EMMETT AND GLADYS RIGGS-1949
Mr. Evans and his wife Ida made their home with the Millers, and were the parents of Wetzel’s wife, Maggie. Rev. Henry Miller, a relative of Wetzel’s came from Lincoln County to preach the funeral. Mom and I kept the Miller children while dad went to the funeral.
When dad came home from the funeral, he said that Rev. Miller was starting a revival at the Dehue Community Church that very Sunday night. “I heard that little man can preach, and I think I’ll just go down and see for myself,” he announced. So our family went to church that night. The only time I remembered going to church was in Kentucky to hear my Grandfather Brickey. Grandpa preached one of those “hellfire and damnation sermons.” I had planned to stay with my Uncle Ira and Aunt Irene for a week. After listening to that sermon, I grabbed the paper sack out of Uncle Ira’s truck that held a few items of my clothing. And I went home with my folks.
It was a pitiful turnout with only four adults and five children in attendance. When the altar call was made, I was the first to stand up and go kneel down. Dad said he felt like the Lord shouted into his ear. “There you stand almost forty-years of age, and your daughter who hardly knows sin is up there praying for forgiveness.” He felt it would be his last call, so he rushed to the altar. Everyone else followed him with the exception of my five-year-old brother. Junior was swinging both fists at Rev. Miller. It was a funny sight watching the preacher hold on to Junior’s head and push him away to avoid his punches while he tried to help everyone pray through. Dad asked my brother as we walked home that night why he acted that way. “Well dad, he said . . . I didn’t know they’d all be drunk and a dancin’ down there.” We all laughed, but dad knew he had some explaining to do.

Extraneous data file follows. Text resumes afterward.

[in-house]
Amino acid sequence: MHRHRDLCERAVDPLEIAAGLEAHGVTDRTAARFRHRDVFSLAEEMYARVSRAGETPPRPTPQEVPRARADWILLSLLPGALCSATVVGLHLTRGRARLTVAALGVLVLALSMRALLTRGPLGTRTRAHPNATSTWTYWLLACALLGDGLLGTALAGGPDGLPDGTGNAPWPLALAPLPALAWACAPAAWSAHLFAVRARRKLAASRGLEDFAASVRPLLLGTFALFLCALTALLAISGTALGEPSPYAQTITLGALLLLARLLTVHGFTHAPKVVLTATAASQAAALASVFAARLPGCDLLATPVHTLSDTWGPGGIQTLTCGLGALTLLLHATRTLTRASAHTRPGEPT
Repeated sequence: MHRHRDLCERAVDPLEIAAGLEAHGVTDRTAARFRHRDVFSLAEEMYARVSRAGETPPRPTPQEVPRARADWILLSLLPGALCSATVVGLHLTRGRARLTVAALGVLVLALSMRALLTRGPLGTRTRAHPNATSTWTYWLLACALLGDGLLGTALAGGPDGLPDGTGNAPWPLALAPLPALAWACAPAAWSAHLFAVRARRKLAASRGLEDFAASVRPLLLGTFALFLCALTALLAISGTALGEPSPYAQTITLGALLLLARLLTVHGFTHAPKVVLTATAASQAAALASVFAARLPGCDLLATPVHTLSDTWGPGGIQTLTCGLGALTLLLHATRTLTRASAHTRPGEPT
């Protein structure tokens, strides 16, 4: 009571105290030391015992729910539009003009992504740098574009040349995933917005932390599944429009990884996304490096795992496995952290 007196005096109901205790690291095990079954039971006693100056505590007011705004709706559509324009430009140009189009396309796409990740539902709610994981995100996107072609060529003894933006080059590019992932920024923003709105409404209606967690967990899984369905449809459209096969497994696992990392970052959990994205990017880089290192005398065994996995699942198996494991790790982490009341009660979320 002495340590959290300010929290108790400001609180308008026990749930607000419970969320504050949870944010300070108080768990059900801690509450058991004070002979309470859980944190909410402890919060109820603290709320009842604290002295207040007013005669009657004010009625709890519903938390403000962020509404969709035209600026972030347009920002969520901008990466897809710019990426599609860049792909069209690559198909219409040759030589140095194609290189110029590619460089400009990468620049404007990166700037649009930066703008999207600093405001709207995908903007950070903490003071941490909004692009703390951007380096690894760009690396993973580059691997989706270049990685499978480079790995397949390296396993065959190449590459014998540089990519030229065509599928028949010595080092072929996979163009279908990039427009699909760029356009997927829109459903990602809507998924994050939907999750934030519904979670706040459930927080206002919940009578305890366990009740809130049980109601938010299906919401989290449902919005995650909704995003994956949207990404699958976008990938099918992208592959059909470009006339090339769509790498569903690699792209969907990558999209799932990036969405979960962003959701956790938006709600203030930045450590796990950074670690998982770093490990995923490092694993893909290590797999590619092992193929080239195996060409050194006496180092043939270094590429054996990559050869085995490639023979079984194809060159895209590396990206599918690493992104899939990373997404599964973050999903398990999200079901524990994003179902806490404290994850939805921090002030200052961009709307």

DOLORES AND EMMETT RIGGS, JR.
“I’m like Popeye the sailor man,” dad would say. “I just yam what I yam and I ain’t no yammer. “It was dad’s favorite line. He was one of those hard-drinking miners who nursed the bottle on the weekend, but reported for work on Monday. So, dad “gettin’ religion” was big news in our community. They actually held a lottery on just how long he could hold out without a drink.
DAD’S FAVORITE HERO . . . POPEYE THE SAILOR MAN
However, the tables turned when all the curious went to church to see if Riggs really got religion and got a dose of their own. The revival lasted for six weeks with standing room only attendance. They took them right down to the Guyandotte River at Rum Junction and baptized them after church. People pulled their cars up close to the river bank and left their headlights on to illuminate the way.
The death of Edward Evans was the direct result of many souls being saved that fall of 1949, and Dehue was a changed community. Dad went on to become a Freewill Baptist minister, youth leader, and the pastor of two churches in Logan County. I truly believe that the Lord does work in mysterious ways. Dolores Riggs Davis
NOTE: When Edward Evans granddaughter, Joan read her grandfather’s death guest book she ran across our names on one of the pages. She had seen my name on the Logan Homepage often, and sent me an e-mail asking if I could be that Dolores Riggs. And as they say . . . the rest is history. She sent me this lovely picture of her grandparents, and I wrote the story.
BUDDY FRYE’S FIFTH BIRTHDAY PARTY
He is in the middle with his hands up and doesn’t look very happy. Mona Moore is one with all the curls. She is standing second from the left.
NOTE: THE ARCHIVES SECTION OF THE CULTURAL CENTER IN CHARLESTON COPIED 184 OF MY PICTURES, AND ALL OF THEM WERE NUMBERED. YOU CAN ORDER AN 8×10 COPY FROM THEM. I HAVE A LIST OF THE NUMBERS.